If the stock moves up to $23.00 or higher, our profit will be $3,600.00. The key point here is, again, that we created our defined risk/reward profile based on our investing guidelines.
Stock position potential gain: $3,750.00
Stock position potential risk: $2,500.00
Option position potential gain: $3,600.00
Option position potential risk: $2,400.00
(If you don't see a clear difference yet, bear with me ... it's coming.)
Stocks/ETFs vs. Options
Both examples clearly address money management through position sizing. Both examples have similar risk/ reward characteristics that meet our objectives.
One big difference is that the option strategy defends against adverse gaps in stock price, which is attractive. So if the stock gaps down, unlike the stock trader, we know that with the options our loss is TRULY limited.
Another difference is that, with less capital outlay in the options position, it allows for more positions to be maintained, and diversification is very important.
IMPORTANT NOTE: The following key point is one that confuses some newbie of options, so pay very close attention here so you aren't mistakenly discouraged from trading options (the smarter and safer route):
The STOCK position sizing example:The stock position loses 10% ($2,500.00) in value on the stop-loss at $18.00 (a 2 point decline from $20.00), but the trading account, as a whole, loses a maximum (assuming the stop-loss works) of 5%.
The OPTIONS position sizing example:The options position loses 100% ($2,400.00) in value, which seems alarming on the outside. But the 100% loss on the trade still equates to a 5% loss in the account value as a whole.
This point is important to hammer home, because in options trading you can have 100% losses on any one trading idea and still reflect a sound and superior money management system. This is why it is crucial to position size properly so you properly harness the power of the leverage it affords you.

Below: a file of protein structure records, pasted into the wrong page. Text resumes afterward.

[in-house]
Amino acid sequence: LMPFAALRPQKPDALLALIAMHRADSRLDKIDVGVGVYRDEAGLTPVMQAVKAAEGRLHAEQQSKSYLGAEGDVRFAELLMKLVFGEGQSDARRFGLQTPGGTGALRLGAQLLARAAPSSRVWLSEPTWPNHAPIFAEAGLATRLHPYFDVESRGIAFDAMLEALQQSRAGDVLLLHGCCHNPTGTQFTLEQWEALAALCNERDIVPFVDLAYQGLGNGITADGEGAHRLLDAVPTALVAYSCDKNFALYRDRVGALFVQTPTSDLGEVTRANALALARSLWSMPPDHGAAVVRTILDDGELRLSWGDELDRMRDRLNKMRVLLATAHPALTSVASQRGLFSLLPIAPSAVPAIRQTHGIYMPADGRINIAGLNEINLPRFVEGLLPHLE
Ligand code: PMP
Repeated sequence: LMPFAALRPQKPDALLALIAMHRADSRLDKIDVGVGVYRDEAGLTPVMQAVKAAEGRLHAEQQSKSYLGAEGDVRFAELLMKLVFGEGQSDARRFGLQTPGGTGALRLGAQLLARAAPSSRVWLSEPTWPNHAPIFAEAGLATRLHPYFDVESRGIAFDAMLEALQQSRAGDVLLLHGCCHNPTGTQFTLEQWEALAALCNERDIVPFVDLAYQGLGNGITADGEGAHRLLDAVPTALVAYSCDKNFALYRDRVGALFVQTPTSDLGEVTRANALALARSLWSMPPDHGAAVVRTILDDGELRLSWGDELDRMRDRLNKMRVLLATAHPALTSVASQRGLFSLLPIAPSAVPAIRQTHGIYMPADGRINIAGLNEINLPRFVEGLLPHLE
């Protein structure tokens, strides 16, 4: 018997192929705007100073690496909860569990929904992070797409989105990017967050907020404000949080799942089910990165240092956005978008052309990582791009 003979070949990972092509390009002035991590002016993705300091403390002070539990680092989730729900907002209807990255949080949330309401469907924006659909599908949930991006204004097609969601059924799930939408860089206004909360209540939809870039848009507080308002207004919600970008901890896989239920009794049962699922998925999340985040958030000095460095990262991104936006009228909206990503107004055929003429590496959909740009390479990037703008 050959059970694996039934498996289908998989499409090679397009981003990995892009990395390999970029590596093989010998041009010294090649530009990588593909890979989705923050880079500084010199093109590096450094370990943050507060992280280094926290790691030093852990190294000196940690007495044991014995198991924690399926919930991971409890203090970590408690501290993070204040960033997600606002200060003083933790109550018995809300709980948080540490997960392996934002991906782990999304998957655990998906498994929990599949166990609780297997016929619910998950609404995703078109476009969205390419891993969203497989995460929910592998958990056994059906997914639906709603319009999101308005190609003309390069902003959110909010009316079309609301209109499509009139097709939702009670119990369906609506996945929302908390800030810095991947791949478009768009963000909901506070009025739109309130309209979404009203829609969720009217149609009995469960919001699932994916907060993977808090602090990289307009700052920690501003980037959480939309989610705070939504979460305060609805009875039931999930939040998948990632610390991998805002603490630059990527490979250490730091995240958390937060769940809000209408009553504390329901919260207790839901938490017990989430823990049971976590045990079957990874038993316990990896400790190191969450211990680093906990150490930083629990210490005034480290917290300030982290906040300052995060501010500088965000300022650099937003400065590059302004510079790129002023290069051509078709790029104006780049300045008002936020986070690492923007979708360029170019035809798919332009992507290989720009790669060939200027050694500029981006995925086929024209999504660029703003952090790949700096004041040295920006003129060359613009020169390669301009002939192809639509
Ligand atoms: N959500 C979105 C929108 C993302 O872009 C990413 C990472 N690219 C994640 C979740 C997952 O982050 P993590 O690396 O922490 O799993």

The stock example has you lay out $25,000.00 (or, over half of your capital) to get the 1,250 shares stock exposure, and the equivalent options strategy has you lay out only $2,400.00 for the same exposure!
Again, smaller capital outlay per position allows you more flexibility to diversify your account, and as we all now know, diversification is tied for first as the number 1 most important trading/investing rule!
Because the Institute for Individual Investors understands the importance of position sizing and money management, we created a suite of position sizing tools on our products that addresses this point, and it is a focal point in my Profit Skimmer service.
Whether you take advantage or not, you'll still see me here in The Tycoon Report. Here are the three key takeaways that you absolutely MUST have engraved in your brain:
1. Start small with the trading ideas you wish to pursue until you find your comfort zone on how much you are comfortable risking. You can always gradually increase your risk exposure, but it's painful to wake up one day realizing you had too much at risk.
2. Know your total risk/reward exposure before you enter into any trade, no matter what your investment vehicle of choice may be.
3. Obviously every investor has a different comfort level or risk tolerance. I feel comfortable risking 5% of my account value, but then again, I know I'm right on my trade ideas most of the time. If I'm right most of the time then why don't I start risking 10% or 20%? Because with that max-risk, if I have a string of losses (something everyone goes through at some point) I run the risk of trading emotionally out of frustration. If I don't feel comfortable, I may not maintain my win rate. You get the point. I'd rather have a high win rate with less money than have a low win rate with more money.